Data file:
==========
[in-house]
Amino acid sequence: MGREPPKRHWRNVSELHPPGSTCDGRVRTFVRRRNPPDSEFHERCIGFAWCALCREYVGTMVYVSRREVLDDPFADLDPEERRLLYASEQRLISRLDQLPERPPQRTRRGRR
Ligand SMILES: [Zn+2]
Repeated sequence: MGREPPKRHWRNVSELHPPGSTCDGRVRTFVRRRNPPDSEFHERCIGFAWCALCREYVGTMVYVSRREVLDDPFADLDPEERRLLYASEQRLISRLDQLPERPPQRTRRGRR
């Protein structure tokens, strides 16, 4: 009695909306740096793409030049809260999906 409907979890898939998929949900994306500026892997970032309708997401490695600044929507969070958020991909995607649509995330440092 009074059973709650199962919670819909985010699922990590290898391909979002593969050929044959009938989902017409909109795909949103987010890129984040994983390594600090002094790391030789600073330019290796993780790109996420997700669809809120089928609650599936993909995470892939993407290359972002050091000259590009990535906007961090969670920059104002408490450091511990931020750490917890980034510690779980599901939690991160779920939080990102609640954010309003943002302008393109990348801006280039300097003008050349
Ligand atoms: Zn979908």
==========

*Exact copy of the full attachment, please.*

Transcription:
[in-house]
Amino acid sequence: MGREPPKRHWRNVSELHPPGSTCDGRVRTFVRRRNPPDSEFHERCIGFAWCALCREYVGTMVYVSRREVLDDPFADLDPEERRLLYASEQRLISRLDQLPERPPQRTRRGRR
Ligand SMILES: [Zn+2]
Repeated sequence: MGREPPKRHWRNVSELHPPGSTCDGRVRTFVRRRNPPDSEFHERCIGFAWCALCREYVGTMVYVSRREVLDDPFADLDPEERRLLYASEQRLISRLDQLPERPPQRTRRGRR
């Protein structure tokens, strides 16, 4: 009695909306740096793409030049809260999906 409907979890898939998929949900994306500026892997970032309708997401490695600044929507969070958020991909995607649509995330440092 009074059973709650199962919670819909985010699922990590290898391909979002593969050929044959009938989902017409909109795909949103987010890129984040994983390594600090002094790391030789600073330019290796993780790109996420997700669809809120089928609650599936993909995470892939993407290359972002050091000259590009990535906007961090969670920059104002408490450091511990931020750490917890980034510690779980599901939690991160779920939080990102609640954010309003943002302008393109990348801006280039300097003008050349
Ligand atoms: Zn979908």